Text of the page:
POLS 285/ Section-4

Instructor: Mazen Nagi

Meeting time and place: MWF, 9:00-9:50, Dusable 461

E-Mail: tiedye95@yahoo.com

 

Course Description:

                Welcome to the ever-changing world of international relations. The world has changed dramatically in the 1990s and the beginning of the new millennium. Europe has seen the birth and/or rebirth of nineteen new states; the ideological and military divide that once dominated analysis of international relations has dissipated. Democracy has rapidly spread to dozens of new states. The communications revolution is rapidly eroding states' ability to control the flow of information and ideas, as the rise of transnational movements and groups such as al Qaeda clearly demonstrate. Even the notion of a homogenous Third World frozen in place has lost meaning as we enter the millennium. Keeping pace with this changing world requires new tools and new theoretical approaches.

                This course has three primary objectives. First, as an introductory course it strives to provide students with a basic understanding of the theories and tools commonly used for analyzing and explaining international relations. Because international relations remains a divided field, students will be introduced to a number of competing world views including realism, liberal idealism, neo-realism and neo-liberalism. Students will also learn about a number of associated approaches to the study of international relations. Each of these approaches emphasizes a different determinant of international relations: perception, rationality, and group behavior. Finally, students will learn the basic terms and concepts used in international relations.

                The second objective of the course is to use the theories and tools learned in the first section to analyze some of the most serious problems now facing the world. This semester special attention will be given to terrorism, the use of military intervention, trade conflict and nuclear proliferation. Other issues will be discussed as they arise on the pages of the Christian Science Monitor. Several case studies will be assigned throughout the semester, in order to more clearly illustrate the dilemmas that often face those in decision-making capacities

                The third objective is to help students develop their abilities to think and argue logically both orally and in writing. In addition to the tremendous significance of the issues discussed in class, the greatest benefit the course may provide to individual students is to give them numerous opportunities to logically consider international issues and to present their ideas.

                This course is an introductory course and presumes no background knowledge in the study of international relations or political science in general. However, the course does require students to read the course materials when assigned and to participate regularly in various class exercises and discussions.

 

Readings:

1.       The main text for the course is: Charles W. Kegley, Jr., World Politics: Trends and Transformation, 11th ed., New York: St. Martin's Press, 2006. Copies of the text are available for purchase at the University and Village Common bookstores. Readings from the text are assigned in the Class Schedule.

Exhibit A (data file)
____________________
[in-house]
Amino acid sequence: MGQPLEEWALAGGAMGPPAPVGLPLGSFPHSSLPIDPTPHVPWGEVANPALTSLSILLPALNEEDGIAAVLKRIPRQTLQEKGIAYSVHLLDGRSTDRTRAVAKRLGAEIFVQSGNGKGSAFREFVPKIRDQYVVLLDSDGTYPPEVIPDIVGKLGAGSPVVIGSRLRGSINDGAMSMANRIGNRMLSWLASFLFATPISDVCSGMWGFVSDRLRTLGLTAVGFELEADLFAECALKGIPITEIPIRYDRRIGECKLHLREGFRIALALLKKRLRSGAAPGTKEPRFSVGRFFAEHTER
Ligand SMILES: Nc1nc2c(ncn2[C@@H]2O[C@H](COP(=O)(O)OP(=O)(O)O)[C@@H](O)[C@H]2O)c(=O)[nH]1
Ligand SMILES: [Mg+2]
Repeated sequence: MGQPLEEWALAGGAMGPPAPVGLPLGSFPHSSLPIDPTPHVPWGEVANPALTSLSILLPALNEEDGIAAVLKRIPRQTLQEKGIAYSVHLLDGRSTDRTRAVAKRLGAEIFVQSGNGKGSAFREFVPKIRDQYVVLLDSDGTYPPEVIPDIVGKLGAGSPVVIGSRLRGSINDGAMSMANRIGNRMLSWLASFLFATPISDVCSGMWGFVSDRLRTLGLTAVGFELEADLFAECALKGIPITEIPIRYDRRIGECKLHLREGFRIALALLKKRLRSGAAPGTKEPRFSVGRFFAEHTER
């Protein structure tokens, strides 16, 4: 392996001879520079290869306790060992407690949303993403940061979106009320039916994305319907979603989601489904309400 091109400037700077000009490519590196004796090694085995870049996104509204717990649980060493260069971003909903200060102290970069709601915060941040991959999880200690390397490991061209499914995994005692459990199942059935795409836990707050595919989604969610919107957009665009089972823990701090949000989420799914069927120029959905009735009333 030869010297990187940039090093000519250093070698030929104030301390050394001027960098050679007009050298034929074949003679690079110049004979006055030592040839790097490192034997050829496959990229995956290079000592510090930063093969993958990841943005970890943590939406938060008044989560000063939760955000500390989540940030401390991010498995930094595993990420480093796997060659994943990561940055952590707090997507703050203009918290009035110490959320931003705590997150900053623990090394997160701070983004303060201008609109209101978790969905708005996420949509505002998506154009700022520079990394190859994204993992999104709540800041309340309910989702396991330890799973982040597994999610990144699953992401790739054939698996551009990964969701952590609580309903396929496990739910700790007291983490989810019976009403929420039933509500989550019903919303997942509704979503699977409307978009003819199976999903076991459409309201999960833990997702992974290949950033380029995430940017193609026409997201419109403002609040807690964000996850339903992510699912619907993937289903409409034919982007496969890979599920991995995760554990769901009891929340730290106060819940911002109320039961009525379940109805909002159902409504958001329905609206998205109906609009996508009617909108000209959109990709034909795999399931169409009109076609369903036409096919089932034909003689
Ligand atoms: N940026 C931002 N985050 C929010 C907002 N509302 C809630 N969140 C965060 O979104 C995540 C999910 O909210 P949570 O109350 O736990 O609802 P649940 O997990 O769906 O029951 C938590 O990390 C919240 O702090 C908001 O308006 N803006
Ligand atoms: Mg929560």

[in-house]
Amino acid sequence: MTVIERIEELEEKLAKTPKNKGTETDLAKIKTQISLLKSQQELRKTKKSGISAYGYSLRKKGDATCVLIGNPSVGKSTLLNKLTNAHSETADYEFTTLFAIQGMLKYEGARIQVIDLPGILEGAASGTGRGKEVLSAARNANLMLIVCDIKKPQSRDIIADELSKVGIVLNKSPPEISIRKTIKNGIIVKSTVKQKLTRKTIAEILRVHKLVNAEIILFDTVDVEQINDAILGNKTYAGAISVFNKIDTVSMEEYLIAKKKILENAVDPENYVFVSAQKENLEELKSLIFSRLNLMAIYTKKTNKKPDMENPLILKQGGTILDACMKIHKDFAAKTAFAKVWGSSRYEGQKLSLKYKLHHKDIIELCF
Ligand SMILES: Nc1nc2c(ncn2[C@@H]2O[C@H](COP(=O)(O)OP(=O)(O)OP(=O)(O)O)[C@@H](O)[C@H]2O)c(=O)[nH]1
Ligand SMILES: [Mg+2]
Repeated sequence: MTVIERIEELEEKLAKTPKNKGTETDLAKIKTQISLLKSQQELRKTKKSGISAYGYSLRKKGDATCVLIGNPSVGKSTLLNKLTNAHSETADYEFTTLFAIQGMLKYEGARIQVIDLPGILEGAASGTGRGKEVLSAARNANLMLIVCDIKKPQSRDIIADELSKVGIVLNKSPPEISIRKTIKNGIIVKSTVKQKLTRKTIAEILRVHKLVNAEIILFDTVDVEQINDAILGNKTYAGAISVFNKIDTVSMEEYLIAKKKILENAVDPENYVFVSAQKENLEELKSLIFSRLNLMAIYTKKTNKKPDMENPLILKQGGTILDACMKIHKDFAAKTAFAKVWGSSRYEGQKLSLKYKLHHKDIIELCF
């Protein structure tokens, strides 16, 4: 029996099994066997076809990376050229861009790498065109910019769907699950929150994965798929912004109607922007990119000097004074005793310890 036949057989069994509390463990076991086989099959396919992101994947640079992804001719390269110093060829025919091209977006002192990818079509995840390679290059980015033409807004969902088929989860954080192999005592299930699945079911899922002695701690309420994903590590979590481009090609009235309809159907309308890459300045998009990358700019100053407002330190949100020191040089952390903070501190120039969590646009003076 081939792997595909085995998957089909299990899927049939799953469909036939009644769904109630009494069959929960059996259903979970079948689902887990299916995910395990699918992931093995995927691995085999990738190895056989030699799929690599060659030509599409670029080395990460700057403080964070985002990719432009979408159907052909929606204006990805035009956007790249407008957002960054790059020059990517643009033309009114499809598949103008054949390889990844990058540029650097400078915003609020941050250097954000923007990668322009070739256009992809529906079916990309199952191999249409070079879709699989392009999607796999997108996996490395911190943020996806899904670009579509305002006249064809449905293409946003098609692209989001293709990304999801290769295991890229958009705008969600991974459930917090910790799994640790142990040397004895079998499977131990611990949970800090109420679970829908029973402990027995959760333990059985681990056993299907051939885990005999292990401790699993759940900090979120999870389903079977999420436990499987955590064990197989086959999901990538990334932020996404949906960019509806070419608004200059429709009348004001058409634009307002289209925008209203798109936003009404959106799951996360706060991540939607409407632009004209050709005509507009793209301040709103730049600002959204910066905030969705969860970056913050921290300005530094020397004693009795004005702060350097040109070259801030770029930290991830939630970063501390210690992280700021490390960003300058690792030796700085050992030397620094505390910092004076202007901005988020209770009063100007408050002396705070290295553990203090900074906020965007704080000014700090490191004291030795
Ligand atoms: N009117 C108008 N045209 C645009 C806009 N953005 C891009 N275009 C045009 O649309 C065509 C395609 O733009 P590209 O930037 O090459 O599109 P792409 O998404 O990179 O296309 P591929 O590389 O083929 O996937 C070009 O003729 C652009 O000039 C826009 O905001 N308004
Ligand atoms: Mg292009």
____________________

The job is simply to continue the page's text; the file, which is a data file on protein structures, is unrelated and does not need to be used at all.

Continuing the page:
2.       Additionally, there are six case studies that are listed in the syllabus’ daily readings that can be found at the reserve desk of Founders Memorial Library for two-hour checkout availability.

 

Writing Assignments:

                Each student is required to write two case briefs. The first case brief will have the student apply two or more of the theories covered in the course material to a case study to explain the events of the particular case. The idea is to demonstrate that nearly all issues can be seen through various frames that stand on their own merits. For example, one could explain the Bush administration’s reaction to the events of Tiananmen Square in 1989 from both a liberal and a realist perspective. This paper should be no less than three full pages, and no more than four pages.

                In the second case brief you will be applying the “Rational Choice Model” to a case study: first, identify the decision problem or dilemma faced and a specific decision-maker who must resolve the dilemma; second, determine what are the decision-maker's objectives, and what relative importance those objectives hold for the decision-maker; third, determine what logical alternatives might have been employed by the decision-maker to pursue his/her objectives; and fourth, assess how well the alternatives you proposed meet these objectives and select the best alternative. Finally, explain how the various impediments to rational choice may have hindered the decision-making process. (Keep in mind that the best alternative was not necessarily the one actually selected by the decision-maker.) You will be graded not on the alternative you select, but on how well you complete these tasks. This paper should be no less than full four pages, and no more than six pages.